SPIE Complexity and Nonlinear Dynamics (AU105)

Part of the SPIE International Symposium on Smart Materials, Nano- and Micro-Smart Systems

10-13 December 2006

University of Adelaide • Adelaide, Australia

Conference Chair: Axel Bender, Defence Science and Technology Organisation (Australia)

Conference Cochairs: Hussein A. Abbass, Univ. of New South Wales (Australia); Derek Abbott, The Univ. of Adelaide (Australia); Adi R. Bulsara, Space and Naval Warfare Systems Command (USA)

Program Committee: Tomaso Aste, The Australian National Univ. (Australia); Salvatore Baglio, Univ. di Catania (Italy); Rowena Ball, Michael Barnsley, The Australian National Univ. (Australia); Matthew J. Berryman, The Univ. of Adelaide (Australia); Julyan H. E. Cartwright, Univ. de Granada (Spain); Tiziana Di Matteo, The Australian National Univ. (Australia); J. Doyne Farmer, Santa Fe Institute (USA); Peter Hall, The Australian National Univ. (Australia); Brian Hanlon, Defence Science and Technology Organisation (Australia); Plamen C. H. Ivanov, Boston Univ. (USA); Geoff James, Commonwealth Scientific and Industrial Research Organisation (Australia); Neil F. Johnson, Univ. of Oxford (United Kingdom); Michael K. Lauren, Defence Technology Agency (New Zealand); Peter A. Lindsay, The Univ. of Queensland (Australia); Raj Mohanty, Boston Univ. (USA); Alexander B. Neiman, Ohio Univ. (USA); Mario Nicodemi, Univ. degli Studi di Napoli Federico II (Italy); Wouter-Jan Rappel, Univ. of California/San Diego (USA); Peter A. Robinson, The Univ. of Sydney (Australia); Alex Ryan, Defence Science and Technology Organisation (Australia); Yoshiharu Yamamoto, The Univ. of Tokyo (Japan)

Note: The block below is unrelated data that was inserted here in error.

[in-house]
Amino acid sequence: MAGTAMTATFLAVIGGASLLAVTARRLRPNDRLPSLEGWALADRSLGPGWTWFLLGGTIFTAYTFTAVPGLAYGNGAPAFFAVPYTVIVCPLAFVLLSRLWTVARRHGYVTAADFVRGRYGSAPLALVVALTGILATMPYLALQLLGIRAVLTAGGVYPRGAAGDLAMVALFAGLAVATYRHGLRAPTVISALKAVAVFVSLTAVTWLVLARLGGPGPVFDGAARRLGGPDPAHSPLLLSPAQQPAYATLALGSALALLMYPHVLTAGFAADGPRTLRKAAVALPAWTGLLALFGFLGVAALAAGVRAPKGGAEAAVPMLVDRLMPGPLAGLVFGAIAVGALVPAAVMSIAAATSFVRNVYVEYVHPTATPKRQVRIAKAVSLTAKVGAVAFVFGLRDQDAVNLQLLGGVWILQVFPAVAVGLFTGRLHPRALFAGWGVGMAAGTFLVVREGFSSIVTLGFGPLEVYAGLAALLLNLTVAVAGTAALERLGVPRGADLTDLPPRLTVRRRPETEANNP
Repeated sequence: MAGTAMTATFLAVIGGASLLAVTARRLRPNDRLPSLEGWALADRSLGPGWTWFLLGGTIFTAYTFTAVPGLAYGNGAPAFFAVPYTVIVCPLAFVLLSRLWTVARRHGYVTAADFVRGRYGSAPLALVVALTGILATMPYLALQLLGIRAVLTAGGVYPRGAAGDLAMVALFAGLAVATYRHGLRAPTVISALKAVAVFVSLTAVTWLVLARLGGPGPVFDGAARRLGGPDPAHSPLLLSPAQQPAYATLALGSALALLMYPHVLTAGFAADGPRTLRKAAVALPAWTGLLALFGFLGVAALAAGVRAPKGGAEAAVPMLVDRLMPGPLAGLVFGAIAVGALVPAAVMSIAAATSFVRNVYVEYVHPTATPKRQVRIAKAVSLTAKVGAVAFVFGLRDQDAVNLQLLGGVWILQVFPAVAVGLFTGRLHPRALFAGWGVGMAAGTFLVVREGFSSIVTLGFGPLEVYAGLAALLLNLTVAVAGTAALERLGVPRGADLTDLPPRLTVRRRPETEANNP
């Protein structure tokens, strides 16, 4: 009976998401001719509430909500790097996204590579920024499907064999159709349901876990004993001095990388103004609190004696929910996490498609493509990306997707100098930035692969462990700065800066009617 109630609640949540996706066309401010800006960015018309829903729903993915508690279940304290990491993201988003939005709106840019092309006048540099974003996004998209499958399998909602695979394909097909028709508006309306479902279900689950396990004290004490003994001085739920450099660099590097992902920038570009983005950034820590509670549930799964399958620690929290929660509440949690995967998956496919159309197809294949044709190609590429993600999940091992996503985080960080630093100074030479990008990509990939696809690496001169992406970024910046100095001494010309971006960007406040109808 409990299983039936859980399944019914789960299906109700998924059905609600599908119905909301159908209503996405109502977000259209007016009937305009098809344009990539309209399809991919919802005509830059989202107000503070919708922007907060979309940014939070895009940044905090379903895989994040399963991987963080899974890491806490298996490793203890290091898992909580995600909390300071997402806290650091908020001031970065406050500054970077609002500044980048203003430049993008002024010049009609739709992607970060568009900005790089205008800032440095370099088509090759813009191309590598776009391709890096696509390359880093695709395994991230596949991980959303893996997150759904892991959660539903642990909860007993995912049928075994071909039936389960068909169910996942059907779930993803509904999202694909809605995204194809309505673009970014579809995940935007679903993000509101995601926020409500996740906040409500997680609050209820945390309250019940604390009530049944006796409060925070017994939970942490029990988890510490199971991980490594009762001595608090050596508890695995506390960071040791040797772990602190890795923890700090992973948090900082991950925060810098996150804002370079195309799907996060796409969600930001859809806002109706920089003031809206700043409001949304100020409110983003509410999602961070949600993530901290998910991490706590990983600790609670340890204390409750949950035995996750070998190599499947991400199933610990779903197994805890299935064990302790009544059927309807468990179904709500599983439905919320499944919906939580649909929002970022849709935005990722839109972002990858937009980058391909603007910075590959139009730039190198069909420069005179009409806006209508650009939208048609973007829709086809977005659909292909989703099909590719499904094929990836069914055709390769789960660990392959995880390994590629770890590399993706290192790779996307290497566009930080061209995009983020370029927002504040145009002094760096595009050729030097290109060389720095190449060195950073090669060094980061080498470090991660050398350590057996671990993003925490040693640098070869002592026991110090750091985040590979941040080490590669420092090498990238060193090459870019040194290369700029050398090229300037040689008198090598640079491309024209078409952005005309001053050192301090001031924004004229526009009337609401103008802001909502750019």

Most interesting natural systems are “on the edge of chaos” between order and randomness. Complexity, as governed by non-linear dynamics, can be observed everywhere. It therefore comes as no surprise that many scientific and engineering disciplines deal with complex system phenomena and characteristics such as self-organization, emergence, adaptation, non-linear feed-forward and feedback, stochastic resonance or swarm and herd behaviours. Both understanding and taking advantage of complexity and the underlying nonlinear dynamic processes are two of the biggest challenges of scientists and engineers today.

This conference will provide a forum for university, industry and government researchers from a multitude of disciplines to exchange ideas, communicate recent science and technology developments, and discuss present, emergent and future directions in research areas pertaining to complexity and non-linear dynamics.


The conference invites contributions from the following broad areas of research:

• complexity theory
• complex mechanisms
• complex simulations
• complex behaviour
• self-organizing processes

Topics include, but are not limited to:
• bifurcation theory, chaos theory
• fractals and scaling systems
• synchronization and self-synchronization
• nonlinear feed-forward and feedback
• collective behavior, competition for limited resources
• multi-scale dynamics
• reduced dynamical systems
• thermo-kinetic instabilities
• far-from-equilibrium systems
• correlated disorder
• real-world networks, small world networks, network theory and analysis
• cellular automata
• agent-based modelling, multi-agent systems
• evolutionary computation, artificial life, genetic algorithms
• social complexity, computational sociology
• neurodynamics and neuroeconomics
• self-assembly
• complex and hierarchical materials.
• swarm intelligence and behaviour
• biological control systems.
• emergence, cooperation, adaptation.
• complex system engineering.

Abstract Due Date: 5 June 2006

Manuscript Due Date: 18 September 2006


For further details see http://spie.org/Conferences/Calls/06/au/au06_Call.pdf



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